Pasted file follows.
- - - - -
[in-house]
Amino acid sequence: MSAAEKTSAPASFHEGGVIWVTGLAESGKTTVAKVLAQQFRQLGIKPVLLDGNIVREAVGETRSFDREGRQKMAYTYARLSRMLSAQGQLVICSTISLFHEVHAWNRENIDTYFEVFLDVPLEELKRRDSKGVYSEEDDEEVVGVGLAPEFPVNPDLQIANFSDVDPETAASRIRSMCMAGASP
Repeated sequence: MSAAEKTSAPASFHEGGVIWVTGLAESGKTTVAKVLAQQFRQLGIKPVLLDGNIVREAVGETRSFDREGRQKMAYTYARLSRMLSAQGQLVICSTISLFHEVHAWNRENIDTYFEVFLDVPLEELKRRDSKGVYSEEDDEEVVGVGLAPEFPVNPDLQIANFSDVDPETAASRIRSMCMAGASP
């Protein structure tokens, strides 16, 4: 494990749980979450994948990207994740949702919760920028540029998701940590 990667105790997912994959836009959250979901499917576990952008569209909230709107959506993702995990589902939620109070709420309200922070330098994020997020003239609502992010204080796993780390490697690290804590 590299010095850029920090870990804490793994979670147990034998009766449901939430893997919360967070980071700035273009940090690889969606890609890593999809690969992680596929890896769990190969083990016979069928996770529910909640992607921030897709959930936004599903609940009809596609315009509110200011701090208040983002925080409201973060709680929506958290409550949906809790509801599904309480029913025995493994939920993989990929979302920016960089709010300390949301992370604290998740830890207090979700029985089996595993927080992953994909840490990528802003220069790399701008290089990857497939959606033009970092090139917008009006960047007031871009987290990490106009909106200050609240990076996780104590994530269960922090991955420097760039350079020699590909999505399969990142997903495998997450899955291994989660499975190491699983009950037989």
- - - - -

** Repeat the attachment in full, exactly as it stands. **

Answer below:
[in-house]
Amino acid sequence: MSAAEKTSAPASFHEGGVIWVTGLAESGKTTVAKVLAQQFRQLGIKPVLLDGNIVREAVGETRSFDREGRQKMAYTYARLSRMLSAQGQLVICSTISLFHEVHAWNRENIDTYFEVFLDVPLEELKRRDSKGVYSEEDDEEVVGVGLAPEFPVNPDLQIANFSDVDPETAASRIRSMCMAGASP
Repeated sequence: MSAAEKTSAPASFHEGGVIWVTGLAESGKTTVAKVLAQQFRQLGIKPVLLDGNIVREAVGETRSFDREGRQKMAYTYARLSRMLSAQGQLVICSTISLFHEVHAWNRENIDTYFEVFLDVPLEELKRRDSKGVYSEEDDEEVVGVGLAPEFPVNPDLQIANFSDVDPETAASRIRSMCMAGASP
């Protein structure tokens, strides 16, 4: 494990749980979450994948990207994740949702919760920028540029998701940590 990667105790997912994959836009959250979901499917576990952008569209909230709107959506993702995990589902939620109070709420309200922070330098994020997020003239609502992010204080796993780390490697690290804590 590299010095850029920090870990804490793994979670147990034998009766449901939430893997919360967070980071700035273009940090690889969606890609890593999809690969992680596929890896769990190969083990016979069928996770529910909640992607921030897709959930936004599903609940009809596609315009509110200011701090208040983002925080409201973060709680929506958290409550949906809790509801599904309480029913025995493994939920993989990929979302920016960089709010300390949301992370604290998740830890207090979700029985089996595993927080992953994909840490990528802003220069790399701008290089990857497939959606033009970092090139917008009006960047007031871009987290990490106009909106200050609240990076996780104590994530269960922090991955420097760039350079020699590909999505399969990142997903495998997450899955291994989660499975190491699983009950037989």